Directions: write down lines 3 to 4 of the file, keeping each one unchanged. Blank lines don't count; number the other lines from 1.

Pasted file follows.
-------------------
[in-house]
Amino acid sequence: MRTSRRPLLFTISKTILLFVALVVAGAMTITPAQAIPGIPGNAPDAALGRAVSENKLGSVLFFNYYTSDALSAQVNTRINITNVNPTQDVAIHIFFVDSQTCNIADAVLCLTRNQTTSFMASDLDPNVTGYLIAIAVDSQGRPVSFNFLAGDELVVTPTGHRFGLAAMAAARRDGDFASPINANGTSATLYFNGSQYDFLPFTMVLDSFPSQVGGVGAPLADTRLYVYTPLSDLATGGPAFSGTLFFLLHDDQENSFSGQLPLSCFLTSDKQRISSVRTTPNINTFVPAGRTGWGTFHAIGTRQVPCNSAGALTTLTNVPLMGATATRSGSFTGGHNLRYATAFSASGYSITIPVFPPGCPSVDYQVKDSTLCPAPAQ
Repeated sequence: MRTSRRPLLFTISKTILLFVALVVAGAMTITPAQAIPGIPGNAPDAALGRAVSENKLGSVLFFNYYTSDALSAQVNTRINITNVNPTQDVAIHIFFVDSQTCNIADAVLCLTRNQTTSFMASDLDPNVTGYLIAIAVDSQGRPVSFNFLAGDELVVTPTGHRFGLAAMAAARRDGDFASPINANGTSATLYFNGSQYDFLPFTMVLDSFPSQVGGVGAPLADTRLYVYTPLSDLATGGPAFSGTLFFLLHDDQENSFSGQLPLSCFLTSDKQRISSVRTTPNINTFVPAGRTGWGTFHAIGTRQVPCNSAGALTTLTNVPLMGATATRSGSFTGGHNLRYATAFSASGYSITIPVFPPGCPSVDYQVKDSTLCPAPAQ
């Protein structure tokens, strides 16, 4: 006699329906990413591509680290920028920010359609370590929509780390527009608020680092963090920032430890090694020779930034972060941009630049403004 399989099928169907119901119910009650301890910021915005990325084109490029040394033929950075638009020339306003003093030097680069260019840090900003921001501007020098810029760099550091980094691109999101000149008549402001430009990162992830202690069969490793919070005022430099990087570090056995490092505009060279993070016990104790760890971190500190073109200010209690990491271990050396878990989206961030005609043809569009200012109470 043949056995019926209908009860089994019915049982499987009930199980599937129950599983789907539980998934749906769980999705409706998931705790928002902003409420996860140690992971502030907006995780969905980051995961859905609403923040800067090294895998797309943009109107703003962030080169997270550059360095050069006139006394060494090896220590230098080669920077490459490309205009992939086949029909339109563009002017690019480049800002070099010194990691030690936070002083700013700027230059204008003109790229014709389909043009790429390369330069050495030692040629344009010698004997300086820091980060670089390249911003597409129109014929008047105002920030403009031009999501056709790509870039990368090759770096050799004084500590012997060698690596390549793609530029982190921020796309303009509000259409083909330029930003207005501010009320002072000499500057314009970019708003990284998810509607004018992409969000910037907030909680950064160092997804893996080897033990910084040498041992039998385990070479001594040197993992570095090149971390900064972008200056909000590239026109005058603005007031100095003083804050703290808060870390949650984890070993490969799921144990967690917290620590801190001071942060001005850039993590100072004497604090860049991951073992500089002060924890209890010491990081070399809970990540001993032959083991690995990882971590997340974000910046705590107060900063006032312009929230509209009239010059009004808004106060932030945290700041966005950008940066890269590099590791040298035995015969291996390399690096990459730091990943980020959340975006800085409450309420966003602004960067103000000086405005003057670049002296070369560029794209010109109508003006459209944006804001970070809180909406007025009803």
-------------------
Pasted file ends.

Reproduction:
Repeated sequence: MRTSRRPLLFTISKTILLFVALVVAGAMTITPAQAIPGIPGNAPDAALGRAVSENKLGSVLFFNYYTSDALSAQVNTRINITNVNPTQDVAIHIFFVDSQTCNIADAVLCLTRNQTTSFMASDLDPNVTGYLIAIAVDSQGRPVSFNFLAGDELVVTPTGHRFGLAAMAAARRDGDFASPINANGTSATLYFNGSQYDFLPFTMVLDSFPSQVGGVGAPLADTRLYVYTPLSDLATGGPAFSGTLFFLLHDDQENSFSGQLPLSCFLTSDKQRISSVRTTPNINTFVPAGRTGWGTFHAIGTRQVPCNSAGALTTLTNVPLMGATATRSGSFTGGHNLRYATAFSASGYSITIPVFPPGCPSVDYQVKDSTLCPAPAQ
């Protein structure tokens, strides 16, 4: 006699329906990413591509680290920028920010359609370590929509780390527009608020680092963090920032430890090694020779930034972060941009630049403004 399989099928169907119901119910009650301890910021915005990325084109490029040394033929950075638009020339306003003093030097680069260019840090900003921001501007020098810029760099550091980094691109999101000149008549402001430009990162992830202690069969490793919070005022430099990087570090056995490092505009060279993070016990104790760890971190500190073109200010209690990491271990050396878990989206961030005609043809569009200012109470 043949056995019926209908009860089994019915049982499987009930199980599937129950599983789907539980998934749906769980999705409706998931705790928002902003409420996860140690992971502030907006995780969905980051995961859905609403923040800067090294895998797309943009109107703003962030080169997270550059360095050069006139006394060494090896220590230098080669920077490459490309205009992939086949029909339109563009002017690019480049800002070099010194990691030690936070002083700013700027230059204008003109790229014709389909043009790429390369330069050495030692040629344009010698004997300086820091980060670089390249911003597409129109014929008047105002920030403009031009999501056709790509870039990368090759770096050799004084500590012997060698690596390549793609530029982190921020796309303009509000259409083909330029930003207005501010009320002072000499500057314009970019708003990284998810509607004018992409969000910037907030909680950064160092997804893996080897033990910084040498041992039998385990070479001594040197993992570095090149971390900064972008200056909000590239026109005058603005007031100095003083804050703290808060870390949650984890070993490969799921144990967690917290620590801190001071942060001005850039993590100072004497604090860049991951073992500089002060924890209890010491990081070399809970990540001993032959083991690995990882971590997340974000910046705590107060900063006032312009929230509209009239010059009004808004106060932030945290700041966005950008940066890269590099590791040298035995015969291996390399690096990459730091990943980020959340975006800085409450309420966003602004960067103000000086405005003057670049002296070369560029794209010109109508003006459209944006804001970070809180909406007025009803």